Ahead of the 2011-12 campaign, with all the management and fans adamant on a return to Serie A, Petrachi would turn to Ventura once again, who had just left Bari by mutual consent. Together, they would revolutionize the team, making low-cost shrewd signings and drastically improving the squad. The most prominent signing was that of Kamil Glik, who had worked with Ventura on Bari while he spent the previous six months there on loan from his parent club, Palermo. They would also add Matteo Darmian to their ranks. Both these players were still relatively young, and that would be complemented well by the other younger players in the squad such as Angelo Ogbonna.
At the first time of asking, Ventura would gain promotion as their excellent defensive capabilities would work a treat. They finished second, behind Zdeněk Zeman’s Pescara, and achieved automatic promotion. Torino had the best defensive record in the league, conceding just 28 times across the 42-game season.
Upon their return to Serie A, Petrachi and Torino would be busy in the transfer market, making more low-cost moves and temporary deals in order to ensure they can maintain their top-flight status for a long time. The most high-profile signing was that of Alessio Cerci, a player Petrachi knew well from his time at Pisa. Other than that, the likes of Matteo Brighi, Valter Birsa and Jean-Francois Gillet were all brought in and were frequent members of Ventura’s starting team-sheets. Torino would achieve survival by the skin of their teeth, finishing 16th in the league, having won just eight times all season. Nonetheless, Petrachi saw this as something to build on.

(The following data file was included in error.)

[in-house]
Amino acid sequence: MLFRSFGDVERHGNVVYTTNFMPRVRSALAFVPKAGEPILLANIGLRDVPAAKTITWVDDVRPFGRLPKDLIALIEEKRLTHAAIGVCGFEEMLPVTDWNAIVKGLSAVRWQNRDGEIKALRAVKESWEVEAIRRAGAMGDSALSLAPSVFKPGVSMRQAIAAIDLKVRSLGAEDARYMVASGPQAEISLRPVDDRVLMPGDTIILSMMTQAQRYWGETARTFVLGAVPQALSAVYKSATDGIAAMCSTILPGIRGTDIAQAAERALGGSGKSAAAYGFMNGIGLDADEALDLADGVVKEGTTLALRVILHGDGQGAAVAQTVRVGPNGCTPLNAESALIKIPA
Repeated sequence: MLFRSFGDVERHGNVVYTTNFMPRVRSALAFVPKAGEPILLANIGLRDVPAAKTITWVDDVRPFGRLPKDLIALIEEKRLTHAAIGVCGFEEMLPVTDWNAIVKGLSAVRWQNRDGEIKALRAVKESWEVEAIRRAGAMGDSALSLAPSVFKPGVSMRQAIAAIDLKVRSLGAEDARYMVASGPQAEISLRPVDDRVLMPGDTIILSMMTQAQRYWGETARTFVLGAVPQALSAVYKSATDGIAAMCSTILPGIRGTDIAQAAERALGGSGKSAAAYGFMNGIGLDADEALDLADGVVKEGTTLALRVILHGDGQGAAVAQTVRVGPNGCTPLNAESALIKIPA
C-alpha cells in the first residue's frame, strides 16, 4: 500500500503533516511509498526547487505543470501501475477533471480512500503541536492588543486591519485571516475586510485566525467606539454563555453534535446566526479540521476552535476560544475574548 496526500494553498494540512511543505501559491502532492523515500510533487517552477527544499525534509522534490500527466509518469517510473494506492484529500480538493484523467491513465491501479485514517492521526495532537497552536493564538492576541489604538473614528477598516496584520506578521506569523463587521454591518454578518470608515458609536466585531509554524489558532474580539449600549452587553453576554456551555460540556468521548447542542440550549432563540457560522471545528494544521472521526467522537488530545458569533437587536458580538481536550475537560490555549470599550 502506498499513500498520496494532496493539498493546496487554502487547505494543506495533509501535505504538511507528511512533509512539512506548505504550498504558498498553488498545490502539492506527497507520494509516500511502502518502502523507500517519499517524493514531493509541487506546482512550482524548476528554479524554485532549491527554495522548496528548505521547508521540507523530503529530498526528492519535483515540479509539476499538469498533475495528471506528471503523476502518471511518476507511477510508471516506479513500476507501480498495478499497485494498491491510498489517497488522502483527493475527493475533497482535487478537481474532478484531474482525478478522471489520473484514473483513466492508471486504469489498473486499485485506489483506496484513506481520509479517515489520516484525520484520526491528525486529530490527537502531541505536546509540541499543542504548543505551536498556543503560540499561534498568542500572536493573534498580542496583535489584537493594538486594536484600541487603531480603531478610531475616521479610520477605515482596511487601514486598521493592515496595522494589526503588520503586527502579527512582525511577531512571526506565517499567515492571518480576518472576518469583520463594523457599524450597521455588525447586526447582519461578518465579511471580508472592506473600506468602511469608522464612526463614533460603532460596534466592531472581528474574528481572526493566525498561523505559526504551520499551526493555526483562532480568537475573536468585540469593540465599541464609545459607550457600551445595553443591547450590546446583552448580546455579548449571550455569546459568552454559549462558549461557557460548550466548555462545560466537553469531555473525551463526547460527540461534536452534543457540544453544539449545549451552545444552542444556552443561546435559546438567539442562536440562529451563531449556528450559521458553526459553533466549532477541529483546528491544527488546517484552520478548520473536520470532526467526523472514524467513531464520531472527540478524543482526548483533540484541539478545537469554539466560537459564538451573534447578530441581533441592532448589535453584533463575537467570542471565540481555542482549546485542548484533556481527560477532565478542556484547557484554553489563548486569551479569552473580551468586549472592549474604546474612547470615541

Now, Petrachi would make more smart signings and this time, they would all be at their best. Goalkeeper Danielle Padelli was brought in from Udinese, and he formed one of the best backlines in the league that season, having been assisted by Nikola Maksimović, who came in from Apollon Limassol. Torino finished seventh in the 2013-14 season with a decent defensive record, but it was their attack that caught the eye. To support Cerci, Ciro Immobile was brought in and he would score 22 goals that season, forming one of the deadliest attacking duos in Italy and finishing as the league’s outright top goalscorer.
This was a historic season for the club. Since Petrachi arrived, Torino went from a potential relegation play-off to qualifying for the play-off rounds of the Europa League in less than four years, all while doing well in the transfer market and continuing to develop capable talent.
However, European football hasn’t come at a frequent since Torino have established themselves as a Serie A mainstay. Since their promotion in 2012, they have finished in decent positions in the league: 16th, seventh, ninth, 12th, ninth, ninth and seventh in their most recent campaign. Their signings, too, aim to get the job done whilst keeping an eye on the future: Bruno Peres, Andrea Belotti, Salvatore Sirigu and Nicolas Nkoulou, amongst many others.
They’ve also made some key sales that have helped the club’s finances in recent years. Davide Zappacosta’s move to Chelsea was the most beneficial of all, with the €25 million sale being of great value to the club, but he isn’t the only full-back who went for big money. Petrachi has developed a good eye for full-backs, and there was also the sale of Matteo Darmian to Manchester United and Bruno Peres to Roma that helped Il Toro. Before he left, Petrachi brought in Ola Aina from Chelsea, of whom big things are expected of having done well in his loan spell at the club.